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  • Mail Tribune 100

  • (As there was no July 4, 1914, edition, the following was taken from the July 3 edition.)
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  • (As there was no July 4, 1914, edition, the following was taken from the July 3 edition.)
    Much commotion was caused in the northwest portion of the city Wednesday during when a horse belonging to Bill Welch broke through a board covering over an old well on adjacent property and tumbled down and many gathered, each with a plan of his or her own for the animal's rescue, and in an hour or two was spent discussing ways and reasons. Meanwhile, G.G. Dow kept the telephone wires hot trying to locate block and tackle. Finally Fort Hubbard volunteered and brought the required outfit.
    A derrick was improvised and then arose the problem of getting the rope around the horse. First the animal's foot was snared, but the rope slipped off. Then Bill volunteered to go down and put the rope around the horse. He stayed down so long that the block and tackle outfit was used to lift him out of the foul air at the well bottom, which overcame him.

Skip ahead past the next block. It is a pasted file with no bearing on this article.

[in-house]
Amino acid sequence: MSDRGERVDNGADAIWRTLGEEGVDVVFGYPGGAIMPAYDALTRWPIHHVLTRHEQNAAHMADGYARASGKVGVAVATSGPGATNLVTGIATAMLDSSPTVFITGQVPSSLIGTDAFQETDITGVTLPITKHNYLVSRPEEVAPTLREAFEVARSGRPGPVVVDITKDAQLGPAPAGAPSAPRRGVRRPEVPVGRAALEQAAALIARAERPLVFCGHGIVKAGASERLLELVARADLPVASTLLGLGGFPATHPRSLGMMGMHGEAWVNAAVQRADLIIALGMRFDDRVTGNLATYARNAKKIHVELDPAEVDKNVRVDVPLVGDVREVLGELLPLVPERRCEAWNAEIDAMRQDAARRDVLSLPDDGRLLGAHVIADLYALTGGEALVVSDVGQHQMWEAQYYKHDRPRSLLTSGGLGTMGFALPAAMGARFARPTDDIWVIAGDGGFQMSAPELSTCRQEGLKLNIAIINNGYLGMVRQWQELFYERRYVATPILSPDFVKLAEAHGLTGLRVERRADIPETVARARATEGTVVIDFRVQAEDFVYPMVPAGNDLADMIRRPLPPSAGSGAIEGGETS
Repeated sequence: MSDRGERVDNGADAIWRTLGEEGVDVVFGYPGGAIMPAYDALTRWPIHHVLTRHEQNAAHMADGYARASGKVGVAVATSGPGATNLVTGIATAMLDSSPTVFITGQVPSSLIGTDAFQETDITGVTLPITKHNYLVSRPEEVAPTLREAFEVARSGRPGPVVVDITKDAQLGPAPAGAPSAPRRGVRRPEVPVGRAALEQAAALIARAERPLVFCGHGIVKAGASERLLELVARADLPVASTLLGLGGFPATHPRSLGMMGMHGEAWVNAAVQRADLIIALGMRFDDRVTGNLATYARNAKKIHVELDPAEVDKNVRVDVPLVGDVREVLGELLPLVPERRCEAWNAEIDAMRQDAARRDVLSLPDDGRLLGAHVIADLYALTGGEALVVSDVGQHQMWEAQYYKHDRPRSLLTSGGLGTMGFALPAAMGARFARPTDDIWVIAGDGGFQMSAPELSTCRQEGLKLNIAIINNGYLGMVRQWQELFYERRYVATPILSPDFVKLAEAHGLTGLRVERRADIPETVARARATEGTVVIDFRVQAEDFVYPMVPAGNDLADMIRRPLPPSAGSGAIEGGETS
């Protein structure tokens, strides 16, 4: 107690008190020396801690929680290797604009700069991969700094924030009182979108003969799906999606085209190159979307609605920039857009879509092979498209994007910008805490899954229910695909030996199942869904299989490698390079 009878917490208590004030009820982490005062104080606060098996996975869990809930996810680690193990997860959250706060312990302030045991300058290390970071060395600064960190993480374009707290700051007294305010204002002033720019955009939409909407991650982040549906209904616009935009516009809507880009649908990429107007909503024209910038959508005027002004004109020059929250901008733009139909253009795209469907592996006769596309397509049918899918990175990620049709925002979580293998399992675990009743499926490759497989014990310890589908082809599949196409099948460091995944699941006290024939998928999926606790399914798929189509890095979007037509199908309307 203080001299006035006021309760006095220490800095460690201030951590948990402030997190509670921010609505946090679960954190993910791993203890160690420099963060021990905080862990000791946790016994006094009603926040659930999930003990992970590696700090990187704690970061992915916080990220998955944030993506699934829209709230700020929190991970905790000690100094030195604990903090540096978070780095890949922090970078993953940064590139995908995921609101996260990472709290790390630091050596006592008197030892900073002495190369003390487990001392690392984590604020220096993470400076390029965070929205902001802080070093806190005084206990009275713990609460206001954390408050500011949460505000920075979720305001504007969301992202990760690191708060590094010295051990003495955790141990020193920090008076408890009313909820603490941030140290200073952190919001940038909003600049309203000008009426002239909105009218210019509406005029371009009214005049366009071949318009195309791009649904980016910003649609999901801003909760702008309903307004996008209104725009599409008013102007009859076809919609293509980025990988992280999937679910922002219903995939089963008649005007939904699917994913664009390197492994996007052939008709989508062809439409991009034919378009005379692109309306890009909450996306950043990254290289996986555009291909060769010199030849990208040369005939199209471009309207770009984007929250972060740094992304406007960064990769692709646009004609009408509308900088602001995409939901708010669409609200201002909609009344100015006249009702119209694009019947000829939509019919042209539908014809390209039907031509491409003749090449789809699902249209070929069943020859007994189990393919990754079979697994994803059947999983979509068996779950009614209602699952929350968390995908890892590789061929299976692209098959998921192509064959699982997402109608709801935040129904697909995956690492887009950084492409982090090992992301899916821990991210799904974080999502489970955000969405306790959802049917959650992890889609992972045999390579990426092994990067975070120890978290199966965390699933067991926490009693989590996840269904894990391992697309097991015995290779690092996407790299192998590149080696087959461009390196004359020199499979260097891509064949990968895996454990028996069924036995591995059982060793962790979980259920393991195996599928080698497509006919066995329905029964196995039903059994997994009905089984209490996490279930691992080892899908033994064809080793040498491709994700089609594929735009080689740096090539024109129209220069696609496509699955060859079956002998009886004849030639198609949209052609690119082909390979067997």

After four hours of hard work the rescue was accomplished and midnight saw the animal safe on solid earth.
    Bang!
    That's the way P.A. strikes the smoke-test of thousands of fighting men, afloat or ashore, and fighting men of business. Everybody that smokes it gets enthused for P.A. because it has the quality and the flavor and the "something" that makes the bell ring when they touch a match to it. You stuff a charge of Prince Albert into a jimmy pipe or roll a pinch of it into a cigarette and you're on. Tomorrow's the day we get busy celebrating our independence from a parched, stung and smoke-bitten tongue. P.A. means freedom from all that. Get the "something" that makes a P.A. fan of everyone that trades a dime for the tidy red tin or a nickel for the toppy red bag. P.A. in a pipe won't bite you, won't sting you, won't make you run for water. Smoke it all day and it's all the same. You know, the bite is taken out by an exclusive, patented process. Join in the joy-noise of the P.A. army and help get the lights burning early.
    Prince Albert, the national joy smoke
    R.J. REYNOLDS TOBACCO COMPANY
    Winston-Salem, N.C.
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